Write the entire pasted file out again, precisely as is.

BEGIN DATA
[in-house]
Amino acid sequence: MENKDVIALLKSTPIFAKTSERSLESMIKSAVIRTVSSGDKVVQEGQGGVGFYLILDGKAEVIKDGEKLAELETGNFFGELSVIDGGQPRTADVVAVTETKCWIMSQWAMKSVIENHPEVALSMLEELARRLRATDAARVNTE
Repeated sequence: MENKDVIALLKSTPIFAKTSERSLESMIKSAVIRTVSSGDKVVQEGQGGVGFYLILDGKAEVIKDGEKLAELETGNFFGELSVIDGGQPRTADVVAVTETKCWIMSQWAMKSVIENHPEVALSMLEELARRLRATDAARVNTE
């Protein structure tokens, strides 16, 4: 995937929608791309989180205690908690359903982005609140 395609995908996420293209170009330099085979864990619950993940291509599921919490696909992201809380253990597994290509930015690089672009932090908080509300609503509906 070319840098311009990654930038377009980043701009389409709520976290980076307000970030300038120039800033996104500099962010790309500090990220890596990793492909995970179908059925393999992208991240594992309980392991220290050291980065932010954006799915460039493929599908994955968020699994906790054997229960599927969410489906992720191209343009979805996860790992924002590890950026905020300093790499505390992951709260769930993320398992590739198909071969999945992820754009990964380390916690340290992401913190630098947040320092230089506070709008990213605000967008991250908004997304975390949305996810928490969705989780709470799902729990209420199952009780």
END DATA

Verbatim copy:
[in-house]
Amino acid sequence: MENKDVIALLKSTPIFAKTSERSLESMIKSAVIRTVSSGDKVVQEGQGGVGFYLILDGKAEVIKDGEKLAELETGNFFGELSVIDGGQPRTADVVAVTETKCWIMSQWAMKSVIENHPEVALSMLEELARRLRATDAARVNTE
Repeated sequence: MENKDVIALLKSTPIFAKTSERSLESMIKSAVIRTVSSGDKVVQEGQGGVGFYLILDGKAEVIKDGEKLAELETGNFFGELSVIDGGQPRTADVVAVTETKCWIMSQWAMKSVIENHPEVALSMLEELARRLRATDAARVNTE
């Protein structure tokens, strides 16, 4: 995937929608791309989180205690908690359903982005609140 395609995908996420293209170009330099085979864990619950993940291509599921919490696909992201809380253990597994290509930015690089672009932090908080509300609503509906 070319840098311009990654930038377009980043701009389409709520976290980076307000970030300038120039800033996104500099962010790309500090990220890596990793492909995970179908059925393999992208991240594992309980392991220290050291980065932010954006799915460039493929599908994955968020699994906790054997229960599927969410489906992720191209343009979805996860790992924002590890950026905020300093790499505390992951709260769930993320398992590739198909071969999945992820754009990964380390916690340290992401913190630098947040320092230089506070709008990213605000967008991250908004997304975390949305996810928490969705989780709470799902729990209420199952009780």